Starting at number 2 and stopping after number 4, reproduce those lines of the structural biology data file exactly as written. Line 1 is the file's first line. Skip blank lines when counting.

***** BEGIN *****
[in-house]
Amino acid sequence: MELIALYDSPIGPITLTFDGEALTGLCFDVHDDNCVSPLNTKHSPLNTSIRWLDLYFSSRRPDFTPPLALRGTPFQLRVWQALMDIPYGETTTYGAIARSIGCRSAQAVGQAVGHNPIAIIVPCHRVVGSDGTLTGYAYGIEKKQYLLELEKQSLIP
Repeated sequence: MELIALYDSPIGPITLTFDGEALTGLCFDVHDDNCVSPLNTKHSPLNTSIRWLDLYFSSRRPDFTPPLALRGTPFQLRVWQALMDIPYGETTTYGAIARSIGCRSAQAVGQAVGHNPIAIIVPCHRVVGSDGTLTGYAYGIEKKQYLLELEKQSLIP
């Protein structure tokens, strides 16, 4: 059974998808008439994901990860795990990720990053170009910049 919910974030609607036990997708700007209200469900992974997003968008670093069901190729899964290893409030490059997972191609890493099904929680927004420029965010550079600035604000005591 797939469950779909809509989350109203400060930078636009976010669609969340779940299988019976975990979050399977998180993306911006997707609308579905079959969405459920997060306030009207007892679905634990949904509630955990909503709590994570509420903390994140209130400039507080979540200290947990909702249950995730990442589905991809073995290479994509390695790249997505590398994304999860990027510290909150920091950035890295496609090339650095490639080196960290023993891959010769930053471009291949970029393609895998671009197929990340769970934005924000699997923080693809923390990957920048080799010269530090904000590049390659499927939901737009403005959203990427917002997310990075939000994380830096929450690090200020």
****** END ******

Amino acid sequence: MELIALYDSPIGPITLTFDGEALTGLCFDVHDDNCVSPLNTKHSPLNTSIRWLDLYFSSRRPDFTPPLALRGTPFQLRVWQALMDIPYGETTTYGAIARSIGCRSAQAVGQAVGHNPIAIIVPCHRVVGSDGTLTGYAYGIEKKQYLLELEKQSLIP
Repeated sequence: MELIALYDSPIGPITLTFDGEALTGLCFDVHDDNCVSPLNTKHSPLNTSIRWLDLYFSSRRPDFTPPLALRGTPFQLRVWQALMDIPYGETTTYGAIARSIGCRSAQAVGQAVGHNPIAIIVPCHRVVGSDGTLTGYAYGIEKKQYLLELEKQSLIP
């Protein structure tokens, strides 16, 4: 059974998808008439994901990860795990990720990053170009910049 919910974030609607036990997708700007209200469900992974997003968008670093069901190729899964290893409030490059997972191609890493099904929680927004420029965010550079600035604000005591 797939469950779909809509989350109203400060930078636009976010669609969340779940299988019976975990979050399977998180993306911006997707609308579905079959969405459920997060306030009207007892679905634990949904509630955990909503709590994570509420903390994140209130400039507080979540200290947990909702249950995730990442589905991809073995290479994509390695790249997505590398994304999860990027510290909150920091950035890295496609090339650095490639080196960290023993891959010769930053471009291949970029393609895998671009197929990340769970934005924000699997923080693809923390990957920048080799010269530090904000590049390659499927939901737009403005959203990427917002997310990075939000994380830096929450690090200020």